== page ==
Sanofi, GSK kick off Phase III trial for Covid-19 shot
France's Sanofi and Britain's GlaxoSmithKline launched a late-stage human trial
France's Sanofi and Britain's GlaxoSmithKline launched a late-stage human trial for a recombinant Covid-19 vaccine candidate on Thursday which they hope to get approved by the end of 2021.
The study initiated by Sanofi and GSK is one of the first late-stage trials that combines tests for boosters and variants, as drugmakers adapt their strategies to deal with an evolving coronavirus.
The two drugmakers, which earlier this month reported positive interim results, confirmed their double-blind, placebo-controlled, phase III study would include more than 35,000 adults in the United States, Asia, Africa, and Latin America.
"In a two-stage approach, the study will initially investigate the efficacy of a vaccine formulation targeting the original virus, while a second stage will evaluate a second formulation targeting the B.1.351 virus," Sanofi said.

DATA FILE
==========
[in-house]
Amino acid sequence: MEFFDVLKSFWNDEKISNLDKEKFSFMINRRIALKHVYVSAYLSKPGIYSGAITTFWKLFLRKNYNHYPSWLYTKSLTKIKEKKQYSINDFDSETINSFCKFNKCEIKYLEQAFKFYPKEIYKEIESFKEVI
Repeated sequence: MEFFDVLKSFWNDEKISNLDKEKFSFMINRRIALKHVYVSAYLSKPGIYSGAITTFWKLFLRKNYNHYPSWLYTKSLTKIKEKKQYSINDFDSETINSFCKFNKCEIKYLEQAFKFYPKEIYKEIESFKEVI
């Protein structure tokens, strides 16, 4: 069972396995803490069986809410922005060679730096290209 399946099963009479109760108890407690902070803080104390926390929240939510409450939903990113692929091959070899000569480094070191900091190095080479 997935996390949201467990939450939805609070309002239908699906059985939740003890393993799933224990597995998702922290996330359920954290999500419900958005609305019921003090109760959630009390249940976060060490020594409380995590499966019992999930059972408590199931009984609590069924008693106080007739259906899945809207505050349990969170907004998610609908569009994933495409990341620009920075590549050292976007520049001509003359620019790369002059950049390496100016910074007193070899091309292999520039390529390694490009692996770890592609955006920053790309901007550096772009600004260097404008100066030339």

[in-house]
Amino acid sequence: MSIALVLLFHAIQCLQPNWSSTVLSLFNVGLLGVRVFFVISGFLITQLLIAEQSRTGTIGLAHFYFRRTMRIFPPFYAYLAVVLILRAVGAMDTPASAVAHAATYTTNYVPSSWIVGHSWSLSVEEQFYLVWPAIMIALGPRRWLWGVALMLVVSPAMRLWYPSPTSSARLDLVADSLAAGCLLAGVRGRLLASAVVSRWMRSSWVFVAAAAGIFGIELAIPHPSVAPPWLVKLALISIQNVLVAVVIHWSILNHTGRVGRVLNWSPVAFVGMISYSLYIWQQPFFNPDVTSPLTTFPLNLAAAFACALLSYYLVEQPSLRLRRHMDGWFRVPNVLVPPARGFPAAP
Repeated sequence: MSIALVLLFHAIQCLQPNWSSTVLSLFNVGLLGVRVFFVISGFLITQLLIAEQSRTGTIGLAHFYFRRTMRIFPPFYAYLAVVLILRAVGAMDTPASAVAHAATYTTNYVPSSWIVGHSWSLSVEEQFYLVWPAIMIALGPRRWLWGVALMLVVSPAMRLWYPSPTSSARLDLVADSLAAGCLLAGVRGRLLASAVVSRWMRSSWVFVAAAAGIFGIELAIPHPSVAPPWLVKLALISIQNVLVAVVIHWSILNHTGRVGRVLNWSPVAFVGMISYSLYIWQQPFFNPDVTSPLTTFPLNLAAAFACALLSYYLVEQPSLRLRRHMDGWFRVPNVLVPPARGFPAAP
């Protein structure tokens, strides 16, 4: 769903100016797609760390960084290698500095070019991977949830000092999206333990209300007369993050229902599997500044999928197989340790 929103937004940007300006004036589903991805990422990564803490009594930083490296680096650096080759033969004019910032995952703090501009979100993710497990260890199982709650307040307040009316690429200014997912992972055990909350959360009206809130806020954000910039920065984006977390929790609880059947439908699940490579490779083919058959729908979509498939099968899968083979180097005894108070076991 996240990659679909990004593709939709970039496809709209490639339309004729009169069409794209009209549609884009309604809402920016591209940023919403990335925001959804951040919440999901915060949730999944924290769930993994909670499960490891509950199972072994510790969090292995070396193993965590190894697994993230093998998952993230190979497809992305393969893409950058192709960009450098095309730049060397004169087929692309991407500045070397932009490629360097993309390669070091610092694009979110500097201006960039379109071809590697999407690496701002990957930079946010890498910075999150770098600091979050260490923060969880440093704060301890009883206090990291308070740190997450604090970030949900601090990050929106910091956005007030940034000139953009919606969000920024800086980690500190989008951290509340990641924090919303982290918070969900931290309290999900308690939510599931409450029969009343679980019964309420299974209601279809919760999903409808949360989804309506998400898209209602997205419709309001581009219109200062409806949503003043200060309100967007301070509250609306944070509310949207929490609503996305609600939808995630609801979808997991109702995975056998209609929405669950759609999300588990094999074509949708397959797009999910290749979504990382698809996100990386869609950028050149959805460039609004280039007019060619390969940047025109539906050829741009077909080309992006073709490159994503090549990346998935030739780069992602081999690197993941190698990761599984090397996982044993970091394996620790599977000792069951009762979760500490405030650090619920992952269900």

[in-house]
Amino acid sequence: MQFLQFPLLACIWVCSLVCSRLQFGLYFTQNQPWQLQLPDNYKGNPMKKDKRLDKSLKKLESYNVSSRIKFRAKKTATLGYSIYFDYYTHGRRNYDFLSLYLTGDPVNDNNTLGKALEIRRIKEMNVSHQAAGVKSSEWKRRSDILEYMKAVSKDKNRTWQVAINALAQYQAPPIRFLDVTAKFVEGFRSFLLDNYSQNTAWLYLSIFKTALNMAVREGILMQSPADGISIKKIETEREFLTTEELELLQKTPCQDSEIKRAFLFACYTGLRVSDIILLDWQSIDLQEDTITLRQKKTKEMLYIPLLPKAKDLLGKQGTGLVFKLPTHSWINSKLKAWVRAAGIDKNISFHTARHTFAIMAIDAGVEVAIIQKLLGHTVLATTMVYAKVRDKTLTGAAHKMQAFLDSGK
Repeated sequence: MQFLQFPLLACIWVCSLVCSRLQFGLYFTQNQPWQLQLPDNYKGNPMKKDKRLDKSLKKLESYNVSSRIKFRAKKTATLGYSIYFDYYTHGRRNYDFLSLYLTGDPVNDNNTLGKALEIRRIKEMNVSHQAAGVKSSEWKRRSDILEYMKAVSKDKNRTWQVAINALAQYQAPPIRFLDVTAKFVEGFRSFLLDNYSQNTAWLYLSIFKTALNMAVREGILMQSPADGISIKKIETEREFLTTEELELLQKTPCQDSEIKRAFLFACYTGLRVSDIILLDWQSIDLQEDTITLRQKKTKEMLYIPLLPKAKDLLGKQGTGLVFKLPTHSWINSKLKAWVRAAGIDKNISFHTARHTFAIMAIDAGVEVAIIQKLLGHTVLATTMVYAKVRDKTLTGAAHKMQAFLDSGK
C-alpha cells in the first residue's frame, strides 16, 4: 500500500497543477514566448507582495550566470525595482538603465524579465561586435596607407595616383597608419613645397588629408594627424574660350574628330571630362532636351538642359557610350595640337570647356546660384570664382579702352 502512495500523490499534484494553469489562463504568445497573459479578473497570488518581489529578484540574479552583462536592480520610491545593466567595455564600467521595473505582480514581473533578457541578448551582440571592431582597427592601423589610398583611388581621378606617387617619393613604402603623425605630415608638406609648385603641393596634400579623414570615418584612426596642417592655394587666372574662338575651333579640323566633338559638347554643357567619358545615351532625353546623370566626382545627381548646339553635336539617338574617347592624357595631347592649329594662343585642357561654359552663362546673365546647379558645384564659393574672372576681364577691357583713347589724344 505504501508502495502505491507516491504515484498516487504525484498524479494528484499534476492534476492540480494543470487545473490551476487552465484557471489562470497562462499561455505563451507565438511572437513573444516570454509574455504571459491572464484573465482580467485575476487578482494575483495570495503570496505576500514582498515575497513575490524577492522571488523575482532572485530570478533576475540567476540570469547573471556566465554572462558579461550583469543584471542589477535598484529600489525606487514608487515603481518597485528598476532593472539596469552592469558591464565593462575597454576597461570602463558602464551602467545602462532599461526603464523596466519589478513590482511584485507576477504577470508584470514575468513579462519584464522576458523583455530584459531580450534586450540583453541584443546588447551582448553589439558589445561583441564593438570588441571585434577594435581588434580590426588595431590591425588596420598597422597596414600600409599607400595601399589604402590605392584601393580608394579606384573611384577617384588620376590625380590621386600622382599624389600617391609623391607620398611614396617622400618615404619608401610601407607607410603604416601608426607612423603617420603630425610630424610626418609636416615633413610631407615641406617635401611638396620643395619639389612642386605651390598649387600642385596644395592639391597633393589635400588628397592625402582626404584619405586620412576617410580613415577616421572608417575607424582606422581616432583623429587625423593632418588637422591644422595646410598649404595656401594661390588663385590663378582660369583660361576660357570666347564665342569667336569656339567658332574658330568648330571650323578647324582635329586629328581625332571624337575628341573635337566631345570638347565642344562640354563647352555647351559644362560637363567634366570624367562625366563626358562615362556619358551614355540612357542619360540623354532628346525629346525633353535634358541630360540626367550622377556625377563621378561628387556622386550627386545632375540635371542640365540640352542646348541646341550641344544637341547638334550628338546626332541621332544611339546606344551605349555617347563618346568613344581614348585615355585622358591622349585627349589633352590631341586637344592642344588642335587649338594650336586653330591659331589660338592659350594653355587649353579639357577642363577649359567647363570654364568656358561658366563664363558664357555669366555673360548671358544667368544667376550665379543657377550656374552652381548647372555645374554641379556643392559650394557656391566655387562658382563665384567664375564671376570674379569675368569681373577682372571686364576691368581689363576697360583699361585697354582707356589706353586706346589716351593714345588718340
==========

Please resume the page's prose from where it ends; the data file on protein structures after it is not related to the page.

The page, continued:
The virus lineage known as B.1.351 was first detected in South Africa.
"Recent scientific evidence shows that antibodies created against the B.1.351 variant may provide broad cross-protection against other more transmissible variants," Sanofi said.
"The design of the Phase III, conducted across a broad diversity of geographies, also allows evaluation of the efficacy of the candidate against a variety of circulating variants," the French drugmaker added in a statement.
Sanofi also confirmed it would begin clinical studies in the coming weeks to assess the efficacy of the vaccine as a booster, regardless of what vaccine a subject may have received first.
The logo of Sanofi is seen at the company's headquarters in Paris, France, April 24, 2020. REUTERS/Charles Platiau/File Photo
Pending a positive phase III outcome, the vaccine could be approved in the fourth quarter after it was initially targeted for the first half of the year before a setback.
Sanofi and GSK were forced to restart their trial in December when the vaccine showed a low immune response in older adults as a result of a weak antigen formulation.